A huge ship anchors off the shores of Papua New Guinea. It’s size is huge. More than 230 meters in length. However, this show is a trifle compared to the one that develops at the bottom of the Solwara 1 pit, thousands of meters deep.
Where the temperature of the water approaches 400 degrees due to the effects of volcanic activity, the mission of an army of machines that are a blessing of robotic miners prepared to extract the gold and silver that are concentrated in this area is developed, levels up to ten times higher than on the mainland.
The expedition is composed of three phases. The first is the explorer bots, the smallest but most manageable of all. They are like small torpedoes connected by immense cables that go down to the deepest zone. They are plagued with sensors of all kinds, as well as new cameras. However, there are times when driving blindly (mining operations muddy the water) and they have to pull the sonar to handle it.
The next group of machines are the ROV. They are the ‘workers’. Larger than the AUV -the explorers-, they weigh between two and four tons. It moves thanks to pressure jets. They have super precise arms, capable of taking tiny samples to manipulate them. They can drill with finesse any surface to check the interior of the rock and give way to heavy weights.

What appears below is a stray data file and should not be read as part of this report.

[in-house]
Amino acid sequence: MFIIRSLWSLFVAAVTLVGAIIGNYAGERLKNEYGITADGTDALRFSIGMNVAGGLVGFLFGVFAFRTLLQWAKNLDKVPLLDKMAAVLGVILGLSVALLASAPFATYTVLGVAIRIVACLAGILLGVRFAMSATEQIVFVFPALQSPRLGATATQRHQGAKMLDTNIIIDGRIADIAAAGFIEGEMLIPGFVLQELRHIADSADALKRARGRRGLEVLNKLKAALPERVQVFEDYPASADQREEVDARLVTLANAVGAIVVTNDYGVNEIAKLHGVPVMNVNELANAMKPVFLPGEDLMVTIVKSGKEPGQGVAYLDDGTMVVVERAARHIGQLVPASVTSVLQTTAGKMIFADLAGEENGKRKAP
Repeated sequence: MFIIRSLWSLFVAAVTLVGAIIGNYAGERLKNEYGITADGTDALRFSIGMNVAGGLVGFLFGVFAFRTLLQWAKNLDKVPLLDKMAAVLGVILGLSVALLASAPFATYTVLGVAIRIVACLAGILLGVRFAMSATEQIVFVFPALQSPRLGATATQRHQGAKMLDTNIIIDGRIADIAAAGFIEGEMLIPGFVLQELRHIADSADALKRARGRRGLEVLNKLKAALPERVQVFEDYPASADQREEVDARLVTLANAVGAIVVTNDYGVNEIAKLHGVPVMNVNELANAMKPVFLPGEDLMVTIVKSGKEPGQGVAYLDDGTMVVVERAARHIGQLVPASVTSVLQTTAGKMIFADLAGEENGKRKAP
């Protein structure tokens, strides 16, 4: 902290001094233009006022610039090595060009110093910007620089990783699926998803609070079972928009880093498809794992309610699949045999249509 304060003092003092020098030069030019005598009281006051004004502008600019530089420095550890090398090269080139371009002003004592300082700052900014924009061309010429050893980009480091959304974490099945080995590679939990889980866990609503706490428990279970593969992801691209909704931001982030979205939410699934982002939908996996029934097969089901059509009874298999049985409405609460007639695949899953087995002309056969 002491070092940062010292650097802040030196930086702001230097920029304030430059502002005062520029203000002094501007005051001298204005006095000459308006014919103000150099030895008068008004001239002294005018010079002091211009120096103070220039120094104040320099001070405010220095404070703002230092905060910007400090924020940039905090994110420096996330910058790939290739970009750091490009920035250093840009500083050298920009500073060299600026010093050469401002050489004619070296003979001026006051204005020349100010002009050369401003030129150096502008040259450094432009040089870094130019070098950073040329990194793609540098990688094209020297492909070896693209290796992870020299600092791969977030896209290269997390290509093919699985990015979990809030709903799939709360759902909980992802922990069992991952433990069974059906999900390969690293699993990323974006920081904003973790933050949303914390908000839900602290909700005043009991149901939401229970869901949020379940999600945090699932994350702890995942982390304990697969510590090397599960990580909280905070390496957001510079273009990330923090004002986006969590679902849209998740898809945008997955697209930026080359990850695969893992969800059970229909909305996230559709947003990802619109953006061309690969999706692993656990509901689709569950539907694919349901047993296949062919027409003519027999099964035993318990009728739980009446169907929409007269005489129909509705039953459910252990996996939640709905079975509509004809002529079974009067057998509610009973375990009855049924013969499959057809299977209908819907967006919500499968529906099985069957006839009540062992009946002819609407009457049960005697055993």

It is a set of three machines. First there is an auxiliary cutter of 250 tons, which with its huge blades crushes the stones to outline the rock with the desired figure. Then the main cutter, a monster of 300,000 kilos, comes into operation. It has, like its brothers, a huge umbilical cord as an electrical cable. It is not as stable as the auxiliary cutter, so it moves carefully on flat benches. Otherwise it could be destabilized or stuck in a salient which would mean having to unleash a costly ransom.
The last to enter into action is the collecting machine. Basically, it is a gigantic vacuum cleaner that is able to collect all the collected ore and send it through a complex of pipes to the surface.
Source: El Confidencial